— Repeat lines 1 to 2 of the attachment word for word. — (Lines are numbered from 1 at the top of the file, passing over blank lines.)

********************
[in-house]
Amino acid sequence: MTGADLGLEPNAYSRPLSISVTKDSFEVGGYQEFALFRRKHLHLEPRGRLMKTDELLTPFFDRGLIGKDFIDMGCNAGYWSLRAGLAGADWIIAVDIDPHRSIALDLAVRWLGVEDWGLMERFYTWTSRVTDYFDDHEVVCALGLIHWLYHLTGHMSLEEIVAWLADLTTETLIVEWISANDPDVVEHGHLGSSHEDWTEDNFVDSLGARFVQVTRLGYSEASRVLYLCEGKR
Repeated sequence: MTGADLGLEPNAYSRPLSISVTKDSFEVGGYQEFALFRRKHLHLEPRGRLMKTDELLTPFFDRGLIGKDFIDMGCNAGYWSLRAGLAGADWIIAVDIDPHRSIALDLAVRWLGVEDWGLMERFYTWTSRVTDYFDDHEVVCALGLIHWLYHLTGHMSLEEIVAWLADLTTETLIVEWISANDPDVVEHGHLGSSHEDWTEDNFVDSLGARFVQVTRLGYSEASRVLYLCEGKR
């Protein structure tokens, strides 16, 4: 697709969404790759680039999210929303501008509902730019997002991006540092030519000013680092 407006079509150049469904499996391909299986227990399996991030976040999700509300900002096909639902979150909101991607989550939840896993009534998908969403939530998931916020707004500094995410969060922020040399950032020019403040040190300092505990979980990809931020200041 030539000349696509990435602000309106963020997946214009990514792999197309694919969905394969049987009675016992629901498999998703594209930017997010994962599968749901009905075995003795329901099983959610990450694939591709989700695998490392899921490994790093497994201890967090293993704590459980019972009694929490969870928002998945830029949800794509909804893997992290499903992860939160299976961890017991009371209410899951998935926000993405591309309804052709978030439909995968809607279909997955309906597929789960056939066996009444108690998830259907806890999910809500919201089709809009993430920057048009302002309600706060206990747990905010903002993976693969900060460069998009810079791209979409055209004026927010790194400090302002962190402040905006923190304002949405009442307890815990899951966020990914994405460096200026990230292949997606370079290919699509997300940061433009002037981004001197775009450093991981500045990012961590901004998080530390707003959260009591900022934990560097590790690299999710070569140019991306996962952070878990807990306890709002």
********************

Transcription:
[in-house]
Amino acid sequence: MTGADLGLEPNAYSRPLSISVTKDSFEVGGYQEFALFRRKHLHLEPRGRLMKTDELLTPFFDRGLIGKDFIDMGCNAGYWSLRAGLAGADWIIAVDIDPHRSIALDLAVRWLGVEDWGLMERFYTWTSRVTDYFDDHEVVCALGLIHWLYHLTGHMSLEEIVAWLADLTTETLIVEWISANDPDVVEHGHLGSSHEDWTEDNFVDSLGARFVQVTRLGYSEASRVLYLCEGKR